Mike Dunn and the Kings of New England- Sundowner
Record Label: P Is for Panda
Release Date: October 6, 2009
I think Florida must have a way of bringing the basics of American rock out in people. Tom Petty and his band of Heartbreakers certainly have made a grand career of it and many before and since are following suit. This is exactly what is found with Winter Park’s Mike Dunn and the Kings of New England (MDTKONE for short), which hails from P is For Panda, a label that has similar state-bred musicians with a raw no-flash sound is the debut full length Sundowner.
The comparison to Tom Petty is obvious, but there are also similarities to artists like that of Ryan Adams, label mates Gasoline Heart and of course, what is a basic rock album without a nod to sounding like Bruce Springsteen? That right there should say enough to know what to expect from this album. Being from Florida and a fan of Petty, I came into this expecting enjoyment. I thought I was going to be left wanting at first, but the more I listened the more I was opened up.
The album kicks off with “The Promised Land”, and immediately I think “Hey, I know this song! Oh wait. No, it just sounds almost identical to Gasoline Heart’s opening track from You Know Who You Are.” Being label mates, and the fact GH’s front man Louis DeFabrizio produced MDTKONE’s self released EP The Edge of America. I am not very surprised, but I am a bit turned off that they start an album almost exactly like their label mates did previously. The song goes on to be a solid track that sets the tone for what the album entails. “Princeton” is a more rocking track giving the ears some driving guitar pickin’ n’ grinnin’. The song is upbeat while the lyrics counter with down and out lines such as ‘If you find love just keep it away from me.’ Dunn sounds at times like his vocals are pushed to their limit on this one and raspy turns almost to sandpaper. When this happens it strengthens the connection making a possible weak point an emotional edge in delivery reminiscent of struggling through the magic of Dylan (this is the only reminiscence).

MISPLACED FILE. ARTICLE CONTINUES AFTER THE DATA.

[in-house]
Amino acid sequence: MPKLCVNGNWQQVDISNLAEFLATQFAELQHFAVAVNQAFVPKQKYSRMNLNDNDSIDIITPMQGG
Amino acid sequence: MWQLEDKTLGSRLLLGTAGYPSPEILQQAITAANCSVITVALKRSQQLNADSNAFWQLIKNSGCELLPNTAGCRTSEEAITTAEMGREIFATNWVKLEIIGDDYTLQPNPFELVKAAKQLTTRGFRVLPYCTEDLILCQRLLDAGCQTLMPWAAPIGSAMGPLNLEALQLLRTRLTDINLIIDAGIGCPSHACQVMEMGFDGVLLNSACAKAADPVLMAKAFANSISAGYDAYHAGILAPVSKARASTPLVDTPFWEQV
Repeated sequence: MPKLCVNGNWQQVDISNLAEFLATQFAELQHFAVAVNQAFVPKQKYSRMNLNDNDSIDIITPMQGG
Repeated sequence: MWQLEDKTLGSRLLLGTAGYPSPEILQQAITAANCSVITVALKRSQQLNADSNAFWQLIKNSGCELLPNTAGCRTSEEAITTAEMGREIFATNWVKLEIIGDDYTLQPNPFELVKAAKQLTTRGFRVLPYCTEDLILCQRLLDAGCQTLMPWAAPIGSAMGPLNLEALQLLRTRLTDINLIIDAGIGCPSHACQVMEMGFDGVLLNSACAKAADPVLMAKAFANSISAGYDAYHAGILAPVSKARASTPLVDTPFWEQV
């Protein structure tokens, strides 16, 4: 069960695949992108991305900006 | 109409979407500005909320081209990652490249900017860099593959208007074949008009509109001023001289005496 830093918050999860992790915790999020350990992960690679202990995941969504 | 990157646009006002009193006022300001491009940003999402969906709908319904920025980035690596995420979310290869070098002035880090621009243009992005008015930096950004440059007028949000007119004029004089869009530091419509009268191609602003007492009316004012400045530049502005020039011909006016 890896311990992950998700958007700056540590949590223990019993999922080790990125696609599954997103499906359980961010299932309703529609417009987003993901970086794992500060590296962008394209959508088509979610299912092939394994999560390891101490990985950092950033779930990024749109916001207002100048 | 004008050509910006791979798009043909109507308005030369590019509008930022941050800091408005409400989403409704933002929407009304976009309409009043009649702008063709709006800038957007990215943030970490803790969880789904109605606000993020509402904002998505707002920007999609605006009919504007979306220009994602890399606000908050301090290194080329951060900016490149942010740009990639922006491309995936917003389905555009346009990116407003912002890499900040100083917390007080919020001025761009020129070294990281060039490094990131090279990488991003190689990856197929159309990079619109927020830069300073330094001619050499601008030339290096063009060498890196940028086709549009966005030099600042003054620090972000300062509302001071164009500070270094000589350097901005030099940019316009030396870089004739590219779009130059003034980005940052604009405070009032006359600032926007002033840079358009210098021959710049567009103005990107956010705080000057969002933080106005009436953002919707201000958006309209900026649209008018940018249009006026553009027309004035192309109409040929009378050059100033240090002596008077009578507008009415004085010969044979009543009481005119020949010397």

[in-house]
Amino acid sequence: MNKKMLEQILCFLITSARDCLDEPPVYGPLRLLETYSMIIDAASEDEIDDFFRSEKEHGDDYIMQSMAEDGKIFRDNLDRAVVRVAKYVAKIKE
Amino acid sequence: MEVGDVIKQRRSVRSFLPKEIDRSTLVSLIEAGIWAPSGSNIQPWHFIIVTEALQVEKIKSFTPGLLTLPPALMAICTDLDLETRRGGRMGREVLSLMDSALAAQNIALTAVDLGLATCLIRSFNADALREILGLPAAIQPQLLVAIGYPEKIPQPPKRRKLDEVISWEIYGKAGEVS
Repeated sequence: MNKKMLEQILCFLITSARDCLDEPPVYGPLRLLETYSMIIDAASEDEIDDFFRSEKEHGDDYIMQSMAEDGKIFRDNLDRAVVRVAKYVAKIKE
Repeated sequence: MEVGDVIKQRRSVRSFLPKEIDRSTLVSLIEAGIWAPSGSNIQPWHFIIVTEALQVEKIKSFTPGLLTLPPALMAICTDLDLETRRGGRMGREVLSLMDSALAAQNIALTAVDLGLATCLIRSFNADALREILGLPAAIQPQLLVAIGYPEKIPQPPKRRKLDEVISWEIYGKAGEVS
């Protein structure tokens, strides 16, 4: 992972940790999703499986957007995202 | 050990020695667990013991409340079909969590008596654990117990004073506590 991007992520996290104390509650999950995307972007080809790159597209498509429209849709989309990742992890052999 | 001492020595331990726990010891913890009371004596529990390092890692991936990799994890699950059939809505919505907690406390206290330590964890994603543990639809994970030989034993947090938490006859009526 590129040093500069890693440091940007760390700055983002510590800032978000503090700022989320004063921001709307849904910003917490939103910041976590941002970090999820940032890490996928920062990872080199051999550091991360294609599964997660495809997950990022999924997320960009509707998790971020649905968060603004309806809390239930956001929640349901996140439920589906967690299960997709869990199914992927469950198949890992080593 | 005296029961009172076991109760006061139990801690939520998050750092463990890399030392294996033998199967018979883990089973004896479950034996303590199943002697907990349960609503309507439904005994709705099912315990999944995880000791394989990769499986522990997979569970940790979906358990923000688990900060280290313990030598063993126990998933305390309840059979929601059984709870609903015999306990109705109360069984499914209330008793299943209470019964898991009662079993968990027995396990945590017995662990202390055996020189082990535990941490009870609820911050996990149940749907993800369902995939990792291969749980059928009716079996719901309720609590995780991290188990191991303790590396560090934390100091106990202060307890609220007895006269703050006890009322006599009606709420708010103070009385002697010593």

Some may say one cannot have an American rock album from Florida without mentioning northern neighbor Georgia and this is exactly how the slow burning “Marietta” begins. Places of “Jealous Head” bring Ryan Adams to mind while the great steel guitar and piano cause this to possibly be my favorite track. “Don’t You Dare” has a chorus with sing-a-long groove, nice distorted guitar run and a line that could very likely be quoted in the future ‘…baby it will be okay as long as there are songs to be sung’. Organ thickens up an otherwise delicate sounding “Crooked Tooth Grin.” The closer and title track Sundowner is a bit anti-climatic, but does possess nice keys to the outro.
Something about the straightforwardness of this form of rock has a way of speaking to all generations. Play this album when your Dad is in the car with you and you hit a long stretch of highway to conjure up a bonding moment with these tunes as life’s soundtrack.
While Sundowner is not for someone wanting to hear a new sound or anything of the mind blowing effect, this is one of those showing promise of having lasting power. Give it time to sink in and it may just get deep enough to be buried inside.
One thing I also have to add is that P is for Panda seems to have a knack for filling a roster with artists similar to this. I highly recommend checking the other names on that label.